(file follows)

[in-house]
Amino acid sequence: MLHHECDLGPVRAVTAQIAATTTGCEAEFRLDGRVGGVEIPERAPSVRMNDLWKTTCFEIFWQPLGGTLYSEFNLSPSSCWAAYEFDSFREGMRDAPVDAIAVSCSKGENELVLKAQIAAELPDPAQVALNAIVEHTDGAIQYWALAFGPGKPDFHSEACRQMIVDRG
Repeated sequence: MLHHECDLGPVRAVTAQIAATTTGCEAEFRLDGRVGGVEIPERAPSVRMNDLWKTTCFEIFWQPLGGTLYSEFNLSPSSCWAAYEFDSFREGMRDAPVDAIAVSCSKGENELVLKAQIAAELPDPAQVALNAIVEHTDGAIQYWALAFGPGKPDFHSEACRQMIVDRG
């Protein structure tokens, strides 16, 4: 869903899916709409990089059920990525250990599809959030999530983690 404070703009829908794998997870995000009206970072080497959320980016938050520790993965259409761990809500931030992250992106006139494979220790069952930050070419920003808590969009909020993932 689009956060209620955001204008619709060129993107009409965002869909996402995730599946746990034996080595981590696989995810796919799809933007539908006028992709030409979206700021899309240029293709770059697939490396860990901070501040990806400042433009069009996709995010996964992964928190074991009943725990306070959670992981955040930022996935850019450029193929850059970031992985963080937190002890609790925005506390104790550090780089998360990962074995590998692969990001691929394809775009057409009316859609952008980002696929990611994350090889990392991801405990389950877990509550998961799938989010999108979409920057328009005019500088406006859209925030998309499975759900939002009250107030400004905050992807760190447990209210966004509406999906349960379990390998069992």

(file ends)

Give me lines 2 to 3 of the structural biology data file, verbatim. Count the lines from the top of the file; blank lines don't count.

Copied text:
Amino acid sequence: MLHHECDLGPVRAVTAQIAATTTGCEAEFRLDGRVGGVEIPERAPSVRMNDLWKTTCFEIFWQPLGGTLYSEFNLSPSSCWAAYEFDSFREGMRDAPVDAIAVSCSKGENELVLKAQIAAELPDPAQVALNAIVEHTDGAIQYWALAFGPGKPDFHSEACRQMIVDRG
Repeated sequence: MLHHECDLGPVRAVTAQIAATTTGCEAEFRLDGRVGGVEIPERAPSVRMNDLWKTTCFEIFWQPLGGTLYSEFNLSPSSCWAAYEFDSFREGMRDAPVDAIAVSCSKGENELVLKAQIAAELPDPAQVALNAIVEHTDGAIQYWALAFGPGKPDFHSEACRQMIVDRG